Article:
The Late Triassic age was when the mammals arose approximately 200 million years ago. The earliest known mammals were called morganucodontids — tiny creatures that lived amongst the dinosaurs. There were many other mammals around at that time, but these mammals were the only ones who managed to survive and prosper.
Mammals evolved from the subclass Synapsida of the reptilian order Therapsida. The therapsids were also called mammal-like reptiles.
Amniotes were the first vertebrate organisms who were completely terrestrial as their eggs possessed internal membranes, which enabled the developing embryo to take in oxygen while being in the water. Thus, they could lay their eggs on dry land.
The amniotes further evolved into:
(i) Sauropsids — from which dinosaurs, birds, crocodiles, snakes, and turtles descended
(ii) Synapsids — from which came the mammals
The therapsids emerged from the synapsid pelycosaurs during the middle Permian era and became the dominant land vertebrates. The therapsid clades include Biarmosuchia, Dinocephalia, Anomodontia, Gorgonopsia, Therocephalia and Cynodontia.
There was a catastrophic extinction of about seventy percent of the terrestrial vertebrate animals about 252 million years ago, including several plant species. This affected the food chains in different ecosystems around the world. The establishment of newer ecosystems and their stabilization took over 30 million years.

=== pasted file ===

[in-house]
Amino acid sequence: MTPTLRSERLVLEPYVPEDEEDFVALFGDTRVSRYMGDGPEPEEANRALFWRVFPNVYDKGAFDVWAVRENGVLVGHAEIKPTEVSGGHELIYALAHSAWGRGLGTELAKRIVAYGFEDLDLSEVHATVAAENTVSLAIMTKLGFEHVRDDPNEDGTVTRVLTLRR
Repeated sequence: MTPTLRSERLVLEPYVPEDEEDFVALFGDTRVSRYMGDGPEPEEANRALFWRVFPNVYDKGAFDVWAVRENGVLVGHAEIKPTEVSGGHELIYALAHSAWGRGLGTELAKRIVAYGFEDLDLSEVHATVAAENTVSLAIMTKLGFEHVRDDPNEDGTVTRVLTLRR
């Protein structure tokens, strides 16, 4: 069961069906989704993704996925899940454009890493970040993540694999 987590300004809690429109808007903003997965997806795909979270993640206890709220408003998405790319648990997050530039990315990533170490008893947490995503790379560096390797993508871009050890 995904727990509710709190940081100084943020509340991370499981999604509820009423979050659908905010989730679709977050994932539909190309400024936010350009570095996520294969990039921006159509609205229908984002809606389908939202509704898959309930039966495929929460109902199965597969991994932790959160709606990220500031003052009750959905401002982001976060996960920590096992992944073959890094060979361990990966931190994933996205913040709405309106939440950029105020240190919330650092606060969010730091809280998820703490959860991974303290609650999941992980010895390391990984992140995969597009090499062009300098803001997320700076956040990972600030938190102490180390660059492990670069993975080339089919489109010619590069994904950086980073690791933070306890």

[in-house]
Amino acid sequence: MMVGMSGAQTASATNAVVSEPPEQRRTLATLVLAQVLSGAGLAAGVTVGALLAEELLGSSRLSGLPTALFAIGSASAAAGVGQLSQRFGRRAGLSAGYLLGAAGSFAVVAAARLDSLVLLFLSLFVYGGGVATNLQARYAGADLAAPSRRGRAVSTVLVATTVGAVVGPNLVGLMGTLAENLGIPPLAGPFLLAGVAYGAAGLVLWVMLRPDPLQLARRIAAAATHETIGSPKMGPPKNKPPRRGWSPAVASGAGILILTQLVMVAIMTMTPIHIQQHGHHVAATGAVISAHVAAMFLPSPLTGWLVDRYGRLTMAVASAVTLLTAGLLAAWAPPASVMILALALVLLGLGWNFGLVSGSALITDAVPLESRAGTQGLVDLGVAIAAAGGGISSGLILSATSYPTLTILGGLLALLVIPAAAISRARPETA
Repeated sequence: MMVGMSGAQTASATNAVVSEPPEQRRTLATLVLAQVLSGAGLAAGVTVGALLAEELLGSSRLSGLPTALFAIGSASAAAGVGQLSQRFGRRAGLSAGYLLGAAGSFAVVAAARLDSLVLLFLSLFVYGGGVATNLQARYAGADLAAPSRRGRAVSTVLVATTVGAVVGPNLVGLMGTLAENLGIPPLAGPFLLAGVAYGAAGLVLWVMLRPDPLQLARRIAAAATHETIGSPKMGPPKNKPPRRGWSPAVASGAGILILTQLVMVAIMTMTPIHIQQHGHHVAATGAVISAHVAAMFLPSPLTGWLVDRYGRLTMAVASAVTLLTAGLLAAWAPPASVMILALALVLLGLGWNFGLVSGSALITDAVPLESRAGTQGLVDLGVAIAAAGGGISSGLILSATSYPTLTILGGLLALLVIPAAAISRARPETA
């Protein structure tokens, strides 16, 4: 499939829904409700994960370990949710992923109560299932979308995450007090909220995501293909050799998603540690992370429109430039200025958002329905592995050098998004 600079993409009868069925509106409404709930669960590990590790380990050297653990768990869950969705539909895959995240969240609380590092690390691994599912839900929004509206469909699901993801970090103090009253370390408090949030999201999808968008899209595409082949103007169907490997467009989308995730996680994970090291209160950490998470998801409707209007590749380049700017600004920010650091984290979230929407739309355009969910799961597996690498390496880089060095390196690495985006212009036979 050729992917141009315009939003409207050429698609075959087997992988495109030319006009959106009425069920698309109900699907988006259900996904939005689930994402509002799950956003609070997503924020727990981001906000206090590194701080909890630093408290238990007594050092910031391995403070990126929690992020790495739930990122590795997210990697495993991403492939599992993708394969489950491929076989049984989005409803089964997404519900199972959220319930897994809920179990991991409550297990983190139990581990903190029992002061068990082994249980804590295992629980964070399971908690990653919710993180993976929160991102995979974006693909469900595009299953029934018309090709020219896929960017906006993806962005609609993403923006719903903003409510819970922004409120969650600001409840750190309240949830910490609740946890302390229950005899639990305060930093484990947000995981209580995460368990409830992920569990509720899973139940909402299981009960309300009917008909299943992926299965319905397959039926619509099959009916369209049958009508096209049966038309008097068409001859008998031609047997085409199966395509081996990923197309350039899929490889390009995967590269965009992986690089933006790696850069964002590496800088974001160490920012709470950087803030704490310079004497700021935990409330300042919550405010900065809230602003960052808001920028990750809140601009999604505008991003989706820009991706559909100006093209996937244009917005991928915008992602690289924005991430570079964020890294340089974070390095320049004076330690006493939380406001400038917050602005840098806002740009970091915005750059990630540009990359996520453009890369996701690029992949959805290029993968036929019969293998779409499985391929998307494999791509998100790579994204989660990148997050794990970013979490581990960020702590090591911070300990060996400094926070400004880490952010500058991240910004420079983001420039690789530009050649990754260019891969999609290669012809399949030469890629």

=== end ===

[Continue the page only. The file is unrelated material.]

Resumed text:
From the catastrophic extinction, two groups were formed:
→ The mammals, mostly nocturnal insectivores, carnivores, or omnivores
→ The tritylodonts, that were primarily herbivores
- Mammals were initially known as the “crown-group animals,” and Mammaliaformes consisted of the final ancestors of the Morganucodontidae and the Mammalia or the Mammaliamorpha.
- The crown-group mammals were also called “the true mammals” and could distinguish between the red, green, and blue shades of colors as they possessed opsins in the cones within their retinas.
- The mammalian features evolved into middle ears, jaws, and lactating glands, as seen in the tritylodontids, morganucodontans, who show evidence of lactation.
- They developed sharp teeth to capture other animals or eat plants and crunchy insects.
- A special tooth called a tribosphenic molar was formed in some marsupials(ones that carry their young ones in small pouches) and placentals (ones that give birth to well-developed offsprings).
- Some also developed saw-blade premolars (as seen in the multituberculates) and intricate molars to chomp and grind plants.
- They also had a digestive system modified depending on the animal’s diet. Most of the carnivores have large intestines, the horse has a huge voluminous intestine, while the ruminants have a multi-chambered (normally four-chambered) stomach.
- The marsupials, like the koalas, kangaroos, and opossums, were probably the first mammals who developed “nipples” that had concentrated milk ducts and could feed their young ones at any time.
- A placenta in mammals is another distinct feature as the fetus is fed through it within the mother’s body, and the fetus’s immune system is thus separated from that of the mother.
- The mammals also developed hair or fur along with whiskers. These were developed to protect from low temperatures or insulation from changing weather conditions.